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Details for Manufactured Building and Mobile Home Installers


Move or install mobile homes or prefabricated buildings.


  • Reset hardware, using chisels, mallets, and screwdrivers.
  • Connect electrical systems to outside power sources and activate switches to test the operation of appliances and light fixtures.
  • Connect water hoses to inlet pipes of plumbing systems, and test operation of plumbing fixtures.
  • Install, repair, and replace units, fixtures, appliances, and other items and systems in mobile and modular homes, prefabricated buildings, or travel trailers, using hand tools or power tools.
  • Move and set up mobile homes or prefabricated buildings on owners' lots or at mobile home parks.
  • Open and close doors, windows, and drawers to test their operation; and trim edges to fit, using jackplanes or drawknives.
  • Seal open sides of modular units to prepare them for shipment, using polyethylene sheets, nails, and hammers.
  • Confer with customers or read work orders to determine the nature and extent of damage to units.
  • Inspect, examine, and test the operation of parts or systems to evaluate operating condition and to determine if repairs are needed.
  • List parts needed, estimate costs, and plan work procedures, using parts lists, technical manuals, and diagrams.
  • Locate and repair frayed wiring, broken connections, or incorrect wiring, using ohmmeters, soldering irons, tape, and hand tools.
  • Refinish wood surfaces on cabinets, doors, moldings, and floors, using power sanders, putty, spray equipment, brushes, paints, or varnishes.
  • Remove damaged exterior panels, repair and replace structural frame members, and seal leaks, using hand tools.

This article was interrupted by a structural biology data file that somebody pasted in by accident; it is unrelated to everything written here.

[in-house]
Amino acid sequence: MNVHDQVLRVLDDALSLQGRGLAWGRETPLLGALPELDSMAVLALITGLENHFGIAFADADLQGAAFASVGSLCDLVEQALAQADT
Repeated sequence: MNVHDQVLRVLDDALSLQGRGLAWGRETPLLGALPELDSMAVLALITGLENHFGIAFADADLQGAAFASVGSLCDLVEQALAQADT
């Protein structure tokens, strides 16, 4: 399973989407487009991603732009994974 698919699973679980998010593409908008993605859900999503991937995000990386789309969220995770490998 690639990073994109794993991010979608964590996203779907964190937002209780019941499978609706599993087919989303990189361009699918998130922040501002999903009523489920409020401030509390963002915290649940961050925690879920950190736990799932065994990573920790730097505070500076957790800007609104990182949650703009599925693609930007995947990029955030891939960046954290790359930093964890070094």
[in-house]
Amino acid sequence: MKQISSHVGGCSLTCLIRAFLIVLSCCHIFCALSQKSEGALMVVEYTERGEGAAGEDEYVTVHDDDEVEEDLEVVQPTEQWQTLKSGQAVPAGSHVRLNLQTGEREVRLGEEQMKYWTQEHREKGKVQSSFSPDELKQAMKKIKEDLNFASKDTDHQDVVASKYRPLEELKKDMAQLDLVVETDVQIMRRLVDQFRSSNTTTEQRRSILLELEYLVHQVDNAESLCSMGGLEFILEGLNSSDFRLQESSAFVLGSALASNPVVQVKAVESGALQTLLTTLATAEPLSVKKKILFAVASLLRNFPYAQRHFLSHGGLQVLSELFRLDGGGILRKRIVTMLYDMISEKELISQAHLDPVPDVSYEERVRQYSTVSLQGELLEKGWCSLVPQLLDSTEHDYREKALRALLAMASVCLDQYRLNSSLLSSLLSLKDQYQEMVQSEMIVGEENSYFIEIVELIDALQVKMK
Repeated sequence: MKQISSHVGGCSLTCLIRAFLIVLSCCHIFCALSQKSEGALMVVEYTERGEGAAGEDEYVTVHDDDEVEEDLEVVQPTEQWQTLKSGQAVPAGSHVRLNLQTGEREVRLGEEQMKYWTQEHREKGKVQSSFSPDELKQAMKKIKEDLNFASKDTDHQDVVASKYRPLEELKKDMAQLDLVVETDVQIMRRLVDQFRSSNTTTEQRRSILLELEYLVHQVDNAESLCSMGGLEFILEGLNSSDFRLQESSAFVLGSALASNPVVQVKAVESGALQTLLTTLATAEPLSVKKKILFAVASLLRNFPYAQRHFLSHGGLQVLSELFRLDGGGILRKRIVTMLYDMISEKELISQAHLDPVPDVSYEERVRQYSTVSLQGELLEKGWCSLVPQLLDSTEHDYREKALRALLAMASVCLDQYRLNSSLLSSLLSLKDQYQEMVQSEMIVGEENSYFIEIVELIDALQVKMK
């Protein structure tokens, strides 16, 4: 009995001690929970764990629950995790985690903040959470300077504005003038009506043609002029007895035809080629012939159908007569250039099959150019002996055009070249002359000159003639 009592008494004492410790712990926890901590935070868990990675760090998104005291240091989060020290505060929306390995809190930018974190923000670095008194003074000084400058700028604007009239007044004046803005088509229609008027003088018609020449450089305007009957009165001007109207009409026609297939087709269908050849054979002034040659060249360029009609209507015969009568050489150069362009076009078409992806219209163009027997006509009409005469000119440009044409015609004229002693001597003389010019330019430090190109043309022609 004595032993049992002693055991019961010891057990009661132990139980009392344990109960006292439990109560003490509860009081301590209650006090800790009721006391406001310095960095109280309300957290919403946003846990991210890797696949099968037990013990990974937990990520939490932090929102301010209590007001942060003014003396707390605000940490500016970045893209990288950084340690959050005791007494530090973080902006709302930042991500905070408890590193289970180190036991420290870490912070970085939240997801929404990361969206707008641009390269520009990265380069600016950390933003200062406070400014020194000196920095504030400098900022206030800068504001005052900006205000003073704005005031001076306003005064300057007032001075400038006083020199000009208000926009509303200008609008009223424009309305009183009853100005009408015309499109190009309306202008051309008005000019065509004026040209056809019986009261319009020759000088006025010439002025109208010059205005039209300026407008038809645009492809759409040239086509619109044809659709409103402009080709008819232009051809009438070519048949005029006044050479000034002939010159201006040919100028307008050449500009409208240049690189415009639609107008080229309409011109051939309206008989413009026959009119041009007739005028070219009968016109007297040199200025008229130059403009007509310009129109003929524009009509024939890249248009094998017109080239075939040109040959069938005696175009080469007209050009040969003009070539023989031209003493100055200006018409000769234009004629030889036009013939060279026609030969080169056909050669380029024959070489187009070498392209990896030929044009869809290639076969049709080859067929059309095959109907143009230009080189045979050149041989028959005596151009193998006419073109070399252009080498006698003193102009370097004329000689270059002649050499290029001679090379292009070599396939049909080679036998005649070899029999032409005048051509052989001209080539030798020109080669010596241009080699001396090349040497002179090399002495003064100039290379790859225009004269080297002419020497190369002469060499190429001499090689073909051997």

• Repair leaks in plumbing or gas lines, using caulking compounds and plastic or copper pipe.


  • Realistic - Realistic occupations frequently involve work activities that include practical, hands-on problems and solutions. They often deal with plants, animals, and real-world materials like wood, tools, and machinery. Many of the occupations require working outside, and do not involve a lot of paperwork or working closely with others.

Education, Training, Experience

  • Education - These occupations usually require a high school diploma.
  • Training - Employees in these occupations need anywhere from a few months to one year of working with experienced employees. A recognized apprenticeship program may be associated with these occupations.
  • Experience - Some previous work-related skill, knowledge, or experience is usually needed. For example, a teller would benefit from experience working directly with the public.


  • Design - Knowledge of design techniques, tools, and principles involved in production of precision technical plans, blueprints, drawings, and models.
  • Public Safety and Security - Knowledge of relevant equipment, policies, procedures, and strategies to promote effective local, state, or national security operations for the protection of people, data, property, and institutions.
  • Building and Construction - Knowledge of materials, methods, and the tools involved in the construction or repair of houses, buildings, or other structures such as highways and roads.


  • Coordination - Adjusting actions in relation to others' actions.
  • Quality Control Analysis - Conducting tests and inspections of products, services, or processes to evaluate quality or performance.

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